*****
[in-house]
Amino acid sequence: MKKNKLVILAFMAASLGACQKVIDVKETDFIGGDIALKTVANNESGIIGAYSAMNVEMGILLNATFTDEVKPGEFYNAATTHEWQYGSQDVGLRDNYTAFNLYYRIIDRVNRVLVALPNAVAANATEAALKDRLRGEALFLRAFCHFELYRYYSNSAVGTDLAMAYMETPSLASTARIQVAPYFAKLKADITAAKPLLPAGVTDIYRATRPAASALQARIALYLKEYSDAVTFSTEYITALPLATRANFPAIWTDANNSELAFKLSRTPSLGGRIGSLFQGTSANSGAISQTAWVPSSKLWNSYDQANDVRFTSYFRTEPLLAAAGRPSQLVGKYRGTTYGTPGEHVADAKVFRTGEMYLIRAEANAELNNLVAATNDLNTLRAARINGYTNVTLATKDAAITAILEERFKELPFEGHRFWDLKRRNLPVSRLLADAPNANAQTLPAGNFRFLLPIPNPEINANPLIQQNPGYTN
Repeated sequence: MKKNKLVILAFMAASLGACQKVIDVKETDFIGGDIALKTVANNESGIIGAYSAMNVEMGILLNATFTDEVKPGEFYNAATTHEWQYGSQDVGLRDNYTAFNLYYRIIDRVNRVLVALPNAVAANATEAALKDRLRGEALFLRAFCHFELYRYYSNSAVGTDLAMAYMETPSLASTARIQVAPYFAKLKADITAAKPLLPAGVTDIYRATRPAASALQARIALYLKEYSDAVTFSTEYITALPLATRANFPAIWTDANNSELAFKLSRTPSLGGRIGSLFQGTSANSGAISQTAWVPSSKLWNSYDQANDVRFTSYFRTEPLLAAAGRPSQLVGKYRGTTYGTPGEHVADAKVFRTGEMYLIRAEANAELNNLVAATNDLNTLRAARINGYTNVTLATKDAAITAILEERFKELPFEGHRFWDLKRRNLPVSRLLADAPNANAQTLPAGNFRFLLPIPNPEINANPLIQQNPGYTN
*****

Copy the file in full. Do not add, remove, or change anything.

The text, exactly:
[in-house]
Amino acid sequence: MKKNKLVILAFMAASLGACQKVIDVKETDFIGGDIALKTVANNESGIIGAYSAMNVEMGILLNATFTDEVKPGEFYNAATTHEWQYGSQDVGLRDNYTAFNLYYRIIDRVNRVLVALPNAVAANATEAALKDRLRGEALFLRAFCHFELYRYYSNSAVGTDLAMAYMETPSLASTARIQVAPYFAKLKADITAAKPLLPAGVTDIYRATRPAASALQARIALYLKEYSDAVTFSTEYITALPLATRANFPAIWTDANNSELAFKLSRTPSLGGRIGSLFQGTSANSGAISQTAWVPSSKLWNSYDQANDVRFTSYFRTEPLLAAAGRPSQLVGKYRGTTYGTPGEHVADAKVFRTGEMYLIRAEANAELNNLVAATNDLNTLRAARINGYTNVTLATKDAAITAILEERFKELPFEGHRFWDLKRRNLPVSRLLADAPNANAQTLPAGNFRFLLPIPNPEINANPLIQQNPGYTN
Repeated sequence: MKKNKLVILAFMAASLGACQKVIDVKETDFIGGDIALKTVANNESGIIGAYSAMNVEMGILLNATFTDEVKPGEFYNAATTHEWQYGSQDVGLRDNYTAFNLYYRIIDRVNRVLVALPNAVAANATEAALKDRLRGEALFLRAFCHFELYRYYSNSAVGTDLAMAYMETPSLASTARIQVAPYFAKLKADITAAKPLLPAGVTDIYRATRPAASALQARIALYLKEYSDAVTFSTEYITALPLATRANFPAIWTDANNSELAFKLSRTPSLGGRIGSLFQGTSANSGAISQTAWVPSSKLWNSYDQANDVRFTSYFRTEPLLAAAGRPSQLVGKYRGTTYGTPGEHVADAKVFRTGEMYLIRAEANAELNNLVAATNDLNTLRAARINGYTNVTLATKDAAITAILEERFKELPFEGHRFWDLKRRNLPVSRLLADAPNANAQTLPAGNFRFLLPIPNPEINANPLIQQNPGYTN